Nigeria’s Exports Rise 14.2%, Imports Decline by 8.3% in Q1 – Razia Khan

Nigeria’s trade report for the first quarter of 2014 reveals a 14.2 percent quarterly rise in exports, and an 8.3 percent fall in imports during the same period.  
As a result, the trade surplus increased in the firs quarter of 2014 to N2.424 trillion (approximately $15 billion), according to National Bureau of Statistics (NBS) data.  CBN data for the first quarter of 2014 points to some recovery in crude exports over the fourth quarter of 2013 levels, although the price of Bonny Light softened over this time.  
The United States Department of Energy statistics – also available for the first three months of the year, suggests that Nigerian crude output largely flatlined over this time – between 2.3-2.4mbpd, up only very slightly from the range established in the fourth quarter of 2013.  CBN domestic production figures reveal more of an increase, albeit off a lower base.
Despite the increase in Nigeria’s trade surplus, the NGN was largely pressured in the firs quarter of 2014, reflecting sentiment-driven outflows.
More recently, foreign exchange reserves have recovered.  While officials suggest that the rise in foreign exchange reserves is because of continued recovery in crude exports, we believe that improved sentiment towards Nigeria, some recovery in risk appetite, and increased inflows have played a key role.  
The reduction in Bureau de Change (BDC) activity given the increased capital requirement for this sector,  and consequent reduction in local foreign exchange demand, has also helped the recovery in foreign exchange reserves.
Last week, the CBN announced a change in the way that regulatory capital for Nigerian banks would be calculated.  ‘Regulatory risk reserves’ will be excluded from any assessment of capital adequacy.  Tier 2 capital will be limited to 33.3 percent of Tier 1 capital. Impaired loans and receivables will be deducted from capital.  In addition to these announced measures, the capital adequacy ratio for systemically important banks has increased.  The overall effect of the new regulation will be to increase the capital-raising of banks.  Tier 2 debt issuance has already increased, with an increasing number of banks able to raise their dollar funding.  More foreign exchange-denominated issuance is still anticipated.  Moreover, the cap on Tier 2 capital will mean – potentially – more equity capital raising, encouraging more long-term, ‘stickier’ inflows.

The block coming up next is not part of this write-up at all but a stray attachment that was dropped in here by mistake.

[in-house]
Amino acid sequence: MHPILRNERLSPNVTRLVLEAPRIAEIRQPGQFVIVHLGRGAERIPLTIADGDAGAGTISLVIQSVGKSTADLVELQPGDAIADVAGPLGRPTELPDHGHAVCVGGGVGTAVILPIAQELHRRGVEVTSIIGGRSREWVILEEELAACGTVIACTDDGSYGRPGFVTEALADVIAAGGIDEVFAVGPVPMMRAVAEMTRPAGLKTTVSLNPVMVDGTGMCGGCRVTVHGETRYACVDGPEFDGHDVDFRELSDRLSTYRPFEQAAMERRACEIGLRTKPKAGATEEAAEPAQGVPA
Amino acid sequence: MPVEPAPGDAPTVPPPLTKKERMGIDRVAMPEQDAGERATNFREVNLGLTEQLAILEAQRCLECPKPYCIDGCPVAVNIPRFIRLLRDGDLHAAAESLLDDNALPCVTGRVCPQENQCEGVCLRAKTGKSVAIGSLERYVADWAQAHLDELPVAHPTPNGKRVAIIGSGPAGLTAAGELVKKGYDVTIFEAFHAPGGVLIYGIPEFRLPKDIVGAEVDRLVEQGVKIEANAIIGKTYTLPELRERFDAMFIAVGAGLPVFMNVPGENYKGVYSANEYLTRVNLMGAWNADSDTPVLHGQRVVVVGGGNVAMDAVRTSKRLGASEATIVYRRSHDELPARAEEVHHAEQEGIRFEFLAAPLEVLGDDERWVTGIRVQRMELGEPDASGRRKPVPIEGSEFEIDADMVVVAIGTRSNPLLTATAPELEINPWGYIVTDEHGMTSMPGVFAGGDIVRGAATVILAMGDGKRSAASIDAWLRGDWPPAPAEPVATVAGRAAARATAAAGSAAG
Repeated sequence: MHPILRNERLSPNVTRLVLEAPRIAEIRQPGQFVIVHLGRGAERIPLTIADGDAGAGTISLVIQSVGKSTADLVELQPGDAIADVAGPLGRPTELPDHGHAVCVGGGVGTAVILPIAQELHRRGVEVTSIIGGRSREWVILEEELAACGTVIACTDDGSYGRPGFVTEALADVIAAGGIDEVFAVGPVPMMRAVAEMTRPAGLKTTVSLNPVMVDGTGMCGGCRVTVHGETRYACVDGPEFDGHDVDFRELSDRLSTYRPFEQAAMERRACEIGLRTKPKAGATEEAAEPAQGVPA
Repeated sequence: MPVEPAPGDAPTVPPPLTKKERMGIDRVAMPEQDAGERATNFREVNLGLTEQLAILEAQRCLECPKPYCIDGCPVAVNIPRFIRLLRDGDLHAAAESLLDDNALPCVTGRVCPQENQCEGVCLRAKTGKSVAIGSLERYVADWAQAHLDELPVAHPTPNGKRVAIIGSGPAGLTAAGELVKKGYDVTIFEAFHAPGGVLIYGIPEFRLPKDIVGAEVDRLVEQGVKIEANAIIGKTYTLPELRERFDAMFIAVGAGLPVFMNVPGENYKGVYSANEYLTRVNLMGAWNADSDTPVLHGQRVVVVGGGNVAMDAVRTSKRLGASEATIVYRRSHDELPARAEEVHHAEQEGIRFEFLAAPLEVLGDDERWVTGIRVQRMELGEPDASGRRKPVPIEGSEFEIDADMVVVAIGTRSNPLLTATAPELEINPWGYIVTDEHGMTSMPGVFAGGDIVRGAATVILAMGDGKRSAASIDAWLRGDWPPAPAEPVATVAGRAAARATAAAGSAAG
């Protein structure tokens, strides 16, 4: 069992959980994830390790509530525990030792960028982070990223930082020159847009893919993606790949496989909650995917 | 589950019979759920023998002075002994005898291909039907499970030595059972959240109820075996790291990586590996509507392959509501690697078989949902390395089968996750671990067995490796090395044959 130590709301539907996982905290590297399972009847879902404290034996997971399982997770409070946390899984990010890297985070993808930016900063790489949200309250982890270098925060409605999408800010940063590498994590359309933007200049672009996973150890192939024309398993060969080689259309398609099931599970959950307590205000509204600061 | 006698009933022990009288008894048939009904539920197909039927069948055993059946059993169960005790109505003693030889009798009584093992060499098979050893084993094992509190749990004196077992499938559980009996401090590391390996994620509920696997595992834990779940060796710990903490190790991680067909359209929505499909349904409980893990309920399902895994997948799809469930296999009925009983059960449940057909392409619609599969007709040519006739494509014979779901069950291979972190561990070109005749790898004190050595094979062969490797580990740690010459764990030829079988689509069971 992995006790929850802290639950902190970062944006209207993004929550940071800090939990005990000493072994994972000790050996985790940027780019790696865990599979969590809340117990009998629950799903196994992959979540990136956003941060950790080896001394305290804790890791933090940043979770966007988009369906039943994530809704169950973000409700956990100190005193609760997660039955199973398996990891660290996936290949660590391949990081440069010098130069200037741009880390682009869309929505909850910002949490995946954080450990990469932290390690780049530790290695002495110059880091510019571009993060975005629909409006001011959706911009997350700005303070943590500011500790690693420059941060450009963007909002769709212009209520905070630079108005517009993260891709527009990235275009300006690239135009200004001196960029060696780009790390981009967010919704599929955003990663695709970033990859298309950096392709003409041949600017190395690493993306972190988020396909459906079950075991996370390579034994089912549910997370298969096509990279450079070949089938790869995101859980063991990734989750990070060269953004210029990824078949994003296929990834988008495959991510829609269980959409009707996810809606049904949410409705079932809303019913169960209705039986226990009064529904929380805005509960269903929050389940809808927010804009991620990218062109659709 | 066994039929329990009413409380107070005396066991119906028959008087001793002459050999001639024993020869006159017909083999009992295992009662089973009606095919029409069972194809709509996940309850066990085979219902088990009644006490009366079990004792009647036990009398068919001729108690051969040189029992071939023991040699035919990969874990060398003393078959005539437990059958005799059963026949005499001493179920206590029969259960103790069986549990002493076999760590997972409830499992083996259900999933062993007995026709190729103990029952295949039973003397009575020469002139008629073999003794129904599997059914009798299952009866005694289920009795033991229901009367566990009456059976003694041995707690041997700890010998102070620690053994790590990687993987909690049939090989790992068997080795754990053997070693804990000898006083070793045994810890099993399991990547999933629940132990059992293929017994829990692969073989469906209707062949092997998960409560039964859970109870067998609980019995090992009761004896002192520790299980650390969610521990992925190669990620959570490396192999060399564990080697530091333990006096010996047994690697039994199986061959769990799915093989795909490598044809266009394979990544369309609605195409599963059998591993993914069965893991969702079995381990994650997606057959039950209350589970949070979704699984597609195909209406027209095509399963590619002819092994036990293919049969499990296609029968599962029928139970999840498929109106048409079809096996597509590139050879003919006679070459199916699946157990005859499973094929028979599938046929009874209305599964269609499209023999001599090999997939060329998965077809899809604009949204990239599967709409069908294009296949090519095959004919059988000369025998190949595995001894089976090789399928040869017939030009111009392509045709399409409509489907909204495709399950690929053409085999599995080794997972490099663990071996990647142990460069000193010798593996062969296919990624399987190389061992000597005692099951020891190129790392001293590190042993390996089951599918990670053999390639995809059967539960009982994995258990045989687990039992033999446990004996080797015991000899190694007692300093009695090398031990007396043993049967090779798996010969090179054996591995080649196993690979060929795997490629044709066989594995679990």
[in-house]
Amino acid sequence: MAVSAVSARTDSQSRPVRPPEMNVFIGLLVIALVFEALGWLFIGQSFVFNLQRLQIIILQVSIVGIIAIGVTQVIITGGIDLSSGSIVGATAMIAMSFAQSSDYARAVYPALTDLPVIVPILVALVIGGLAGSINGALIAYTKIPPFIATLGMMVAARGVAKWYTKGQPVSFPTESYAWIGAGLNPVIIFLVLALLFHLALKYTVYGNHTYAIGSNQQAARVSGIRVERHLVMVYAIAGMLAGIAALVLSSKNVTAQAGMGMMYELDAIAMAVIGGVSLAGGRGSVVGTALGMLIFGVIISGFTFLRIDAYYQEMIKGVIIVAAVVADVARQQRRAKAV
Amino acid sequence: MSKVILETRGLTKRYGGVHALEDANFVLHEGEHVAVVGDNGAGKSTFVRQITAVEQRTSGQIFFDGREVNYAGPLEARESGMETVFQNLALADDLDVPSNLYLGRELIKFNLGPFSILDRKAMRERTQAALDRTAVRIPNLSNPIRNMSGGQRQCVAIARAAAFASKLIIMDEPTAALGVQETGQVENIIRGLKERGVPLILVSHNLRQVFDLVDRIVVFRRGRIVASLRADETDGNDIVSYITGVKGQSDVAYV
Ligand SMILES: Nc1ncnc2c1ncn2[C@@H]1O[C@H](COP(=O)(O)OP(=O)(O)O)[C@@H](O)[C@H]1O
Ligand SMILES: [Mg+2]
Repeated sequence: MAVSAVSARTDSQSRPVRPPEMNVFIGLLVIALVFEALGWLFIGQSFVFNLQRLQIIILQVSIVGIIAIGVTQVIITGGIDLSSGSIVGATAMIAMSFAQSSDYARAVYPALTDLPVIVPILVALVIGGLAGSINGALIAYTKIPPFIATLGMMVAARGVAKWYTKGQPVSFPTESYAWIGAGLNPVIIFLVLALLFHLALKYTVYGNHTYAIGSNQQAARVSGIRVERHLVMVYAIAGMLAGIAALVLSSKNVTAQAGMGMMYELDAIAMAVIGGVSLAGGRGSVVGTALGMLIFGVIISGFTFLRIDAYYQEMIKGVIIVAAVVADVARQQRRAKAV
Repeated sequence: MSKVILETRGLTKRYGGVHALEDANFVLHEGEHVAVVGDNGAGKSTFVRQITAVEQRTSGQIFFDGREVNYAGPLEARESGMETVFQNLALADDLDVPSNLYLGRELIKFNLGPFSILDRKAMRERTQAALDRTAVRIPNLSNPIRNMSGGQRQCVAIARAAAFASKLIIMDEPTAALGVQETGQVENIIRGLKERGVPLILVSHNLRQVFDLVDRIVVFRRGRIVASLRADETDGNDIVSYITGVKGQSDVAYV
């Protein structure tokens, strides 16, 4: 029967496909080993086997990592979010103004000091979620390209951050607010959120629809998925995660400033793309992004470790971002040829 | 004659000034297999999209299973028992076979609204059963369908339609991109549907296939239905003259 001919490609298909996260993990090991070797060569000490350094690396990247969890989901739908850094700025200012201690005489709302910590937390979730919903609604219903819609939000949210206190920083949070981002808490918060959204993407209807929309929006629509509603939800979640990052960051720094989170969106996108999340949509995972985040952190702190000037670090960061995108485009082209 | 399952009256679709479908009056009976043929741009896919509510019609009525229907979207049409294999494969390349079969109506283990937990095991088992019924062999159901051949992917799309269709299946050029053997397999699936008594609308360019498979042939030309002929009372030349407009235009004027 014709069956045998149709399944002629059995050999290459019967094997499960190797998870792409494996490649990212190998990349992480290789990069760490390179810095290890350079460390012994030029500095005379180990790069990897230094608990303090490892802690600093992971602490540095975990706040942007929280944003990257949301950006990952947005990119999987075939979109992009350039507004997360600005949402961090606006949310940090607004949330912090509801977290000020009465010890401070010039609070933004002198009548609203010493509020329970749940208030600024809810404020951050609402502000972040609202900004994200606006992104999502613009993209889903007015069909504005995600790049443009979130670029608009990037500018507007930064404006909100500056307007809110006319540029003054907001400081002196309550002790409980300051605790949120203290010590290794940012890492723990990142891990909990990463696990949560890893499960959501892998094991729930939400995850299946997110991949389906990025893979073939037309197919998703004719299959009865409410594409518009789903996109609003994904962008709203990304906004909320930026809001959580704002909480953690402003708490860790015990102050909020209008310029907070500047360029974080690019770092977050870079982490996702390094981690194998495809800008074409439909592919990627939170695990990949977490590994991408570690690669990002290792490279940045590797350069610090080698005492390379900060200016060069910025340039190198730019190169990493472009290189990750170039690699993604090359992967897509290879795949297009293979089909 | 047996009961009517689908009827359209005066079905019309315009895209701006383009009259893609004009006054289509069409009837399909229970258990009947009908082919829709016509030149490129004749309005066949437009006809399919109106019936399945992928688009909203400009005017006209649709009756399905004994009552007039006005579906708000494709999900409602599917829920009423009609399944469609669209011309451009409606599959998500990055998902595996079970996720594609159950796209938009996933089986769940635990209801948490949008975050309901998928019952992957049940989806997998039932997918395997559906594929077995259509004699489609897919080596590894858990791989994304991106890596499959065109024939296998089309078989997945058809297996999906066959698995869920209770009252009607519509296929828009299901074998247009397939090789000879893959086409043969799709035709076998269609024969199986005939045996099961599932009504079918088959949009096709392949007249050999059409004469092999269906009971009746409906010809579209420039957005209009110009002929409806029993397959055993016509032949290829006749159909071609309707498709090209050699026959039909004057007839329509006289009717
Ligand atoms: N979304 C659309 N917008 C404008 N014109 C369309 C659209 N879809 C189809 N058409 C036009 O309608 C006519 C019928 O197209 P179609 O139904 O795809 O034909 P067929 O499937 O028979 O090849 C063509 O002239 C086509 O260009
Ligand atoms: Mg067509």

However, the supportive role of increased inflows may need to be balanced against other factors.  Easy liquidity conditions domestically will need to be monitored carefully, especially as the election cycle (and party primaries) get underway.  Global risk appetite, and any adverse market reaction to Fed guidance on policy normalisation poses an additional risk.  For now however, we see higher inflows, and some reduction in domestic foreign exchange demand (relative to the first quarter 2014), as key factors supporting the naira. 

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